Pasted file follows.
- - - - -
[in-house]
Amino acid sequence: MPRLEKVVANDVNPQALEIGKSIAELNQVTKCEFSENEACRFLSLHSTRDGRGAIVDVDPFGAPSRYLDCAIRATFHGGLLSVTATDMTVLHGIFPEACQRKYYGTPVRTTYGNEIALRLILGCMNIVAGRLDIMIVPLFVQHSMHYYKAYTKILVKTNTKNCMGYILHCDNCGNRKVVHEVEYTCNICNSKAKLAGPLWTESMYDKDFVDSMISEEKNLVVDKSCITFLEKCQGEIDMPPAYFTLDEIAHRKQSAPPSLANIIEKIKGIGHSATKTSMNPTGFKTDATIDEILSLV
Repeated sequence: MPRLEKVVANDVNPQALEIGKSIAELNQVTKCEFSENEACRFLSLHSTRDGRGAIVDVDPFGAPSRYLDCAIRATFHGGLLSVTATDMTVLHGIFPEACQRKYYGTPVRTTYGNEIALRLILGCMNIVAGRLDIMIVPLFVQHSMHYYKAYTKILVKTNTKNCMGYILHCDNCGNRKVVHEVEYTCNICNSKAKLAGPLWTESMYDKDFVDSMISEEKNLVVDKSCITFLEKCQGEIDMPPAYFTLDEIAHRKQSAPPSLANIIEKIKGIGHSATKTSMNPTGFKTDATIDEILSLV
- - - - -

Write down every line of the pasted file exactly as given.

[in-house]
Amino acid sequence: MPRLEKVVANDVNPQALEIGKSIAELNQVTKCEFSENEACRFLSLHSTRDGRGAIVDVDPFGAPSRYLDCAIRATFHGGLLSVTATDMTVLHGIFPEACQRKYYGTPVRTTYGNEIALRLILGCMNIVAGRLDIMIVPLFVQHSMHYYKAYTKILVKTNTKNCMGYILHCDNCGNRKVVHEVEYTCNICNSKAKLAGPLWTESMYDKDFVDSMISEEKNLVVDKSCITFLEKCQGEIDMPPAYFTLDEIAHRKQSAPPSLANIIEKIKGIGHSATKTSMNPTGFKTDATIDEILSLV
Repeated sequence: MPRLEKVVANDVNPQALEIGKSIAELNQVTKCEFSENEACRFLSLHSTRDGRGAIVDVDPFGAPSRYLDCAIRATFHGGLLSVTATDMTVLHGIFPEACQRKYYGTPVRTTYGNEIALRLILGCMNIVAGRLDIMIVPLFVQHSMHYYKAYTKILVKTNTKNCMGYILHCDNCGNRKVVHEVEYTCNICNSKAKLAGPLWTESMYDKDFVDSMISEEKNLVVDKSCITFLEKCQGEIDMPPAYFTLDEIAHRKQSAPPSLANIIEKIKGIGHSATKTSMNPTGFKTDATIDEILSLV